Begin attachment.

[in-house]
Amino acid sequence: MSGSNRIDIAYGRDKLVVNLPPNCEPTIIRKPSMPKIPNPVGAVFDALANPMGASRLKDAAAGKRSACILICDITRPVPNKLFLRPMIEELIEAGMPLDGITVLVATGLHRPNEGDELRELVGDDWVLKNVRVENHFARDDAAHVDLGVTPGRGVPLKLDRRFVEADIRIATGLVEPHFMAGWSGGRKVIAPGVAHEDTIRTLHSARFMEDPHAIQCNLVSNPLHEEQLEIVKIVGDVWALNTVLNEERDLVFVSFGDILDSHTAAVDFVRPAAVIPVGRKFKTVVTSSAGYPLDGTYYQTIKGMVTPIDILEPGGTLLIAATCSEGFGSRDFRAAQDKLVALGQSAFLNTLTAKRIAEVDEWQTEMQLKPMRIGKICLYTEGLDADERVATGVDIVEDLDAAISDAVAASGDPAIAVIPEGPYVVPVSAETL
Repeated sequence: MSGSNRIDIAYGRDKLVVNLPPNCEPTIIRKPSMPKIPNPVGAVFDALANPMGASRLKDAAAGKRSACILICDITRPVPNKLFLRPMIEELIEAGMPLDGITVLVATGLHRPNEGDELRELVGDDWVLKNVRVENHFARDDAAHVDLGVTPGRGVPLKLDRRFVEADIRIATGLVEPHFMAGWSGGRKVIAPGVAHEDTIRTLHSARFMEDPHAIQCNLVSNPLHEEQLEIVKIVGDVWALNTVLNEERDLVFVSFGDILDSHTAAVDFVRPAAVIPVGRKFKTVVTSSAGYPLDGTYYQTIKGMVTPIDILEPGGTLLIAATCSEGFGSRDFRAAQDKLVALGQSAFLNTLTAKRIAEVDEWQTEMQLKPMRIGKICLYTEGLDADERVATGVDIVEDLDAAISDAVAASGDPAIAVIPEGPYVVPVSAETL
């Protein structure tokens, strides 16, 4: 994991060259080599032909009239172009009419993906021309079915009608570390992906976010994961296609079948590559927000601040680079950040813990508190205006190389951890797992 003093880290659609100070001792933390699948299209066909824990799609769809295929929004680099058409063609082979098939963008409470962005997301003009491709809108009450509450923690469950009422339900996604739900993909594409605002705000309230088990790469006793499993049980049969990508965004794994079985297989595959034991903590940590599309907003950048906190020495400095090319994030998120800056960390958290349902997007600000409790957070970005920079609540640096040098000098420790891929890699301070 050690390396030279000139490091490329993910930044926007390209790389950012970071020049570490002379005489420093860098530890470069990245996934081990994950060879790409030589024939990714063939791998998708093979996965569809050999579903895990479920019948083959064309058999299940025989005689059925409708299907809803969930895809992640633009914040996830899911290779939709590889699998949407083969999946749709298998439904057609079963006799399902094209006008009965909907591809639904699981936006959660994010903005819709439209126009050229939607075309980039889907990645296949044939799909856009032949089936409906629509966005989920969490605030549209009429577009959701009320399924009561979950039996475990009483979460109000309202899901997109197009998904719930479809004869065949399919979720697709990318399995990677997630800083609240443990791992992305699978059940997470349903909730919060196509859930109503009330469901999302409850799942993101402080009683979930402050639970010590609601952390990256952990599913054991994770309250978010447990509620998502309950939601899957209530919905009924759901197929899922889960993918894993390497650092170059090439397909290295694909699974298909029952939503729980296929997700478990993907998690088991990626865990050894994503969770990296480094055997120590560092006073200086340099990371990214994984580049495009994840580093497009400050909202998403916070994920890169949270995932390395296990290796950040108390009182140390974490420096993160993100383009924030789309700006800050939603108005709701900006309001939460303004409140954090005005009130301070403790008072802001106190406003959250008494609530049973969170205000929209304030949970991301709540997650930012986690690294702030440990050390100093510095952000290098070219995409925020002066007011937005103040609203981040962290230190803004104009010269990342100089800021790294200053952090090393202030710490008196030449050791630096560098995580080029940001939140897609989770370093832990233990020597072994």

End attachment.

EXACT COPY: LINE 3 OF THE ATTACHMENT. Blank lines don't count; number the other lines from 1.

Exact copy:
Repeated sequence: MSGSNRIDIAYGRDKLVVNLPPNCEPTIIRKPSMPKIPNPVGAVFDALANPMGASRLKDAAAGKRSACILICDITRPVPNKLFLRPMIEELIEAGMPLDGITVLVATGLHRPNEGDELRELVGDDWVLKNVRVENHFARDDAAHVDLGVTPGRGVPLKLDRRFVEADIRIATGLVEPHFMAGWSGGRKVIAPGVAHEDTIRTLHSARFMEDPHAIQCNLVSNPLHEEQLEIVKIVGDVWALNTVLNEERDLVFVSFGDILDSHTAAVDFVRPAAVIPVGRKFKTVVTSSAGYPLDGTYYQTIKGMVTPIDILEPGGTLLIAATCSEGFGSRDFRAAQDKLVALGQSAFLNTLTAKRIAEVDEWQTEMQLKPMRIGKICLYTEGLDADERVATGVDIVEDLDAAISDAVAASGDPAIAVIPEGPYVVPVSAETL